Even though I’ve lost an insane amount of weight, I feel weird bragging about it to anyone outside of the weight loss community. Heh, weight loss community. That makes it sound like we all live in some retirement village together and play water polo on the weekends.
For instance, yesterday I went shopping for a sewing machine with my mother since she’s the one who actually sews. I can’t tell a zig-zag foot from a buttonholer and wanted an expert with me to ensure I didn’t make a huge purchasing mistake. I’ve probably watched too much Project Runway because I now have fantasies of sewing fabulous clothing, which will probably dissolve as soon as I try to hem curtains for my new place and discover “Hey, this sewing thing is hard!”
After Steve the Sears salesman helped us pick out a machine, he mentioned that if I opened a Sears credit card account I could save an additional $15. I was game, so I had to hand over my driver’s license for the credit application. Then Steve asked a very funny question. “Has any information on your license changed?” Why did this question make Steve sound like a comedian at open mike night? Check it out yourself:
Why yes, Steve, some changes have taken place in the past 2 years since I got my license renewed! I got my ears pierced, can’t you tell? It makes my whole face look slimmer. Actually, I just told him my address had changed. Then after a pause I mentioned that I had lost some weight too since it felt weird ignoring such an obvious piece of information. I might as well have grown a second head and the change would have been less obvious. He said he’d noticed but didn’t want to say anything since people don’t always take it as a compliment. Smart sales technique, Steve.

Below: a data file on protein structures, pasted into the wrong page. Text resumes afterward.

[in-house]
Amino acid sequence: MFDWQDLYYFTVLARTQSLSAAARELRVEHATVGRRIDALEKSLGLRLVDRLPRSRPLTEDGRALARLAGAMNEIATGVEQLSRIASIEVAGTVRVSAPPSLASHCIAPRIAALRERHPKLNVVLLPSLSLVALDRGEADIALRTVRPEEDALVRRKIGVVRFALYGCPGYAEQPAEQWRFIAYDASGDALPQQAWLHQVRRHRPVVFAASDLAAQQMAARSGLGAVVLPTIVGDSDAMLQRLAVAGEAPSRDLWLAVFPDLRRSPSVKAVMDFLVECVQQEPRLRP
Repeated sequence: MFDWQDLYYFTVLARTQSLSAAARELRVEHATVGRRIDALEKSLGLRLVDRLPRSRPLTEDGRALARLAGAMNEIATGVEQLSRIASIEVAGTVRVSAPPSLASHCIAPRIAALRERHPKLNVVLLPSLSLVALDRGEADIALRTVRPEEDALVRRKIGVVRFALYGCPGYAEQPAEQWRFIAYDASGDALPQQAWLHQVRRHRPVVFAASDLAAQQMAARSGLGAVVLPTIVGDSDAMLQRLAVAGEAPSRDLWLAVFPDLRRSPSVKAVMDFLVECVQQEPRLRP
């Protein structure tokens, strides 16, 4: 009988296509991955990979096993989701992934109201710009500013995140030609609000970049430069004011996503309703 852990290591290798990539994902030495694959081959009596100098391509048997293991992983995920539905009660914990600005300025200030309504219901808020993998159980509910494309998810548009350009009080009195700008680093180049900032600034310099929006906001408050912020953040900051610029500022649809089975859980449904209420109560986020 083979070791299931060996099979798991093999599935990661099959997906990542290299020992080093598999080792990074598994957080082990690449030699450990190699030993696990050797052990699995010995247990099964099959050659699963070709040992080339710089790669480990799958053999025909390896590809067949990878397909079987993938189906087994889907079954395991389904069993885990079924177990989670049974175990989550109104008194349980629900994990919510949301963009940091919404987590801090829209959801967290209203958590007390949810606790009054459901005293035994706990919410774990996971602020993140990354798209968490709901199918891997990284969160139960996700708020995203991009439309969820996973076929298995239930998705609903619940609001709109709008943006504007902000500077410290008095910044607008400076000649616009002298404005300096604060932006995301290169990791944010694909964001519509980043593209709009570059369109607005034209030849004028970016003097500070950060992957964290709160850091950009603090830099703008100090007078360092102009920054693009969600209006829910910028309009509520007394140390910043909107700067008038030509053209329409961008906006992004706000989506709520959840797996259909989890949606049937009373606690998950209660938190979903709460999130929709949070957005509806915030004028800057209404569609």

My mom is still standing in the background and I can tell she really wants me to mention how much weight I’ve lost because she says, “If you’re nice maybe she’ll tell you how much weight she’s lost!” See the subtext hidden in there? Instead of listing numbers I just said I now weighed less than I said I had on my license, which I totally lied on anyway.
Personally, I don’t like to mention how much I’ve lost unless someone directly asks, which most people are too scared to do anyway. It feels like I’m fishing for compliments or I’m bragging about how fantastic I am. Maybe if it were only 20 pounds or so I’d be more comfortable about it, but 150 is a hell of a lot. My mom loves to tell people how much I’ve lost, which I understand is just because she’s proud of me. Plus, it’s a parent’s mission in life to let other people know how much better their children are in comparison to other people. The whole “My child is an honor student” bumper sticker industry thrives on this fact.
I did feel a little buzz of accomplishment and self-satisfaction over the fact that I look so noticeably different. I’m certainly proud of how far I’ve come. I just don’t feel the need to rub it in other people’s faces. You won’t be catching me wearing an “Ask me how much weight I’ve lost” T-shirt anytime in the future.